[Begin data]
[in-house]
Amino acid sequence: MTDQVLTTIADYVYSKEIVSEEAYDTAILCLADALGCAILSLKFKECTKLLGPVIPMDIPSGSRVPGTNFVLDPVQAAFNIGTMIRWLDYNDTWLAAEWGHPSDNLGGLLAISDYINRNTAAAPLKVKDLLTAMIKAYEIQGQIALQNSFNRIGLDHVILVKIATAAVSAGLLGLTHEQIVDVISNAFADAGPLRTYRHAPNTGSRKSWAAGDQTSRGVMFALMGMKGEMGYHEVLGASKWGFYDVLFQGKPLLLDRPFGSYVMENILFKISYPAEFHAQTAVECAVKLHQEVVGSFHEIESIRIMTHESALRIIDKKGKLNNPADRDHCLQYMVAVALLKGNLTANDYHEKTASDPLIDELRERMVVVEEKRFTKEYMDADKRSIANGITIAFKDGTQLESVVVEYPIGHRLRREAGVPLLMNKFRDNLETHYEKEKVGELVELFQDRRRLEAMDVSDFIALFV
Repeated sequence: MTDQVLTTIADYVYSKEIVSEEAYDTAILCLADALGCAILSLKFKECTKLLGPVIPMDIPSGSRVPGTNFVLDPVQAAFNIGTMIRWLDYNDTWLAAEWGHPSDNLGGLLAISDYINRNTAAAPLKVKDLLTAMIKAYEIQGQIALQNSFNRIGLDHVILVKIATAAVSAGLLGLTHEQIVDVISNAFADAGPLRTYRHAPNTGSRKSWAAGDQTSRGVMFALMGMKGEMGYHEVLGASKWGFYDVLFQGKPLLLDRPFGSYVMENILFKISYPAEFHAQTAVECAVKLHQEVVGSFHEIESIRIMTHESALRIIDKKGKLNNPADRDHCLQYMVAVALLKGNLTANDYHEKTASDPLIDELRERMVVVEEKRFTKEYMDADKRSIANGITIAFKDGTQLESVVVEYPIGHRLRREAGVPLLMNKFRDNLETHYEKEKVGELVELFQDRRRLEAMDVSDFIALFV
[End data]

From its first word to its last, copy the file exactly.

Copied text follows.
[in-house]
Amino acid sequence: MTDQVLTTIADYVYSKEIVSEEAYDTAILCLADALGCAILSLKFKECTKLLGPVIPMDIPSGSRVPGTNFVLDPVQAAFNIGTMIRWLDYNDTWLAAEWGHPSDNLGGLLAISDYINRNTAAAPLKVKDLLTAMIKAYEIQGQIALQNSFNRIGLDHVILVKIATAAVSAGLLGLTHEQIVDVISNAFADAGPLRTYRHAPNTGSRKSWAAGDQTSRGVMFALMGMKGEMGYHEVLGASKWGFYDVLFQGKPLLLDRPFGSYVMENILFKISYPAEFHAQTAVECAVKLHQEVVGSFHEIESIRIMTHESALRIIDKKGKLNNPADRDHCLQYMVAVALLKGNLTANDYHEKTASDPLIDELRERMVVVEEKRFTKEYMDADKRSIANGITIAFKDGTQLESVVVEYPIGHRLRREAGVPLLMNKFRDNLETHYEKEKVGELVELFQDRRRLEAMDVSDFIALFV
Repeated sequence: MTDQVLTTIADYVYSKEIVSEEAYDTAILCLADALGCAILSLKFKECTKLLGPVIPMDIPSGSRVPGTNFVLDPVQAAFNIGTMIRWLDYNDTWLAAEWGHPSDNLGGLLAISDYINRNTAAAPLKVKDLLTAMIKAYEIQGQIALQNSFNRIGLDHVILVKIATAAVSAGLLGLTHEQIVDVISNAFADAGPLRTYRHAPNTGSRKSWAAGDQTSRGVMFALMGMKGEMGYHEVLGASKWGFYDVLFQGKPLLLDRPFGSYVMENILFKISYPAEFHAQTAVECAVKLHQEVVGSFHEIESIRIMTHESALRIIDKKGKLNNPADRDHCLQYMVAVALLKGNLTANDYHEKTASDPLIDELRERMVVVEEKRFTKEYMDADKRSIANGITIAFKDGTQLESVVVEYPIGHRLRREAGVPLLMNKFRDNLETHYEKEKVGELVELFQDRRRLEAMDVSDFIALFV